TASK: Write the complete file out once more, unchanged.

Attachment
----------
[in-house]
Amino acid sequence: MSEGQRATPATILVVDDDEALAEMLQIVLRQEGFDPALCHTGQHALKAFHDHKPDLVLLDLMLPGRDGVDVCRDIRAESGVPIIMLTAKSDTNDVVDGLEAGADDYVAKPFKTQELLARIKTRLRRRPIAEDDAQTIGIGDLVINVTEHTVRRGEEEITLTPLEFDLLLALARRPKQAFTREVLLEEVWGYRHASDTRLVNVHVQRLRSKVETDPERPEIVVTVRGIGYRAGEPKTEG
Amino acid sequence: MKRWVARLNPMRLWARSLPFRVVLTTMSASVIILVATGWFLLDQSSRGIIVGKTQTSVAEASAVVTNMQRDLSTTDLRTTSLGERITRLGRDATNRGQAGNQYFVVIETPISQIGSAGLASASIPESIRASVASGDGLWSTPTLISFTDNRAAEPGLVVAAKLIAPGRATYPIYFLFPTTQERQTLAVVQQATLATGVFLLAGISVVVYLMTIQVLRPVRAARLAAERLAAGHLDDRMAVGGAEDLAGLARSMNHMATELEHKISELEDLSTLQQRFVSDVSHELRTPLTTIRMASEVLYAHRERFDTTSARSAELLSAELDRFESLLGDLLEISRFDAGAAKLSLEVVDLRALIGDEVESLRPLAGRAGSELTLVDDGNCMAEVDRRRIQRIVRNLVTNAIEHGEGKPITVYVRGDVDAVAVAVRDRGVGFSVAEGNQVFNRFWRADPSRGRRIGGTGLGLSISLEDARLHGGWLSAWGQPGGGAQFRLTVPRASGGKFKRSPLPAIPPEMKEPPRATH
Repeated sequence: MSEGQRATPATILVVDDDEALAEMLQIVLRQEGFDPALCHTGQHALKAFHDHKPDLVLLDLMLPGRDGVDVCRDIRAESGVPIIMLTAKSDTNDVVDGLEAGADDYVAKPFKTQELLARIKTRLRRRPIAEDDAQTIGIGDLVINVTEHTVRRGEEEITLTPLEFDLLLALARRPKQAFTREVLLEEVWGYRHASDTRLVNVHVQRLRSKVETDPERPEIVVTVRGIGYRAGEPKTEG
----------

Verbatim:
[in-house]
Amino acid sequence: MSEGQRATPATILVVDDDEALAEMLQIVLRQEGFDPALCHTGQHALKAFHDHKPDLVLLDLMLPGRDGVDVCRDIRAESGVPIIMLTAKSDTNDVVDGLEAGADDYVAKPFKTQELLARIKTRLRRRPIAEDDAQTIGIGDLVINVTEHTVRRGEEEITLTPLEFDLLLALARRPKQAFTREVLLEEVWGYRHASDTRLVNVHVQRLRSKVETDPERPEIVVTVRGIGYRAGEPKTEG
Amino acid sequence: MKRWVARLNPMRLWARSLPFRVVLTTMSASVIILVATGWFLLDQSSRGIIVGKTQTSVAEASAVVTNMQRDLSTTDLRTTSLGERITRLGRDATNRGQAGNQYFVVIETPISQIGSAGLASASIPESIRASVASGDGLWSTPTLISFTDNRAAEPGLVVAAKLIAPGRATYPIYFLFPTTQERQTLAVVQQATLATGVFLLAGISVVVYLMTIQVLRPVRAARLAAERLAAGHLDDRMAVGGAEDLAGLARSMNHMATELEHKISELEDLSTLQQRFVSDVSHELRTPLTTIRMASEVLYAHRERFDTTSARSAELLSAELDRFESLLGDLLEISRFDAGAAKLSLEVVDLRALIGDEVESLRPLAGRAGSELTLVDDGNCMAEVDRRRIQRIVRNLVTNAIEHGEGKPITVYVRGDVDAVAVAVRDRGVGFSVAEGNQVFNRFWRADPSRGRRIGGTGLGLSISLEDARLHGGWLSAWGQPGGGAQFRLTVPRASGGKFKRSPLPAIPPEMKEPPRATH
Repeated sequence: MSEGQRATPATILVVDDDEALAEMLQIVLRQEGFDPALCHTGQHALKAFHDHKPDLVLLDLMLPGRDGVDVCRDIRAESGVPIIMLTAKSDTNDVVDGLEAGADDYVAKPFKTQELLARIKTRLRRRPIAEDDAQTIGIGDLVINVTEHTVRRGEEEITLTPLEFDLLLALARRPKQAFTREVLLEEVWGYRHASDTRLVNVHVQRLRSKVETDPERPEIVVTVRGIGYRAGEPKTEG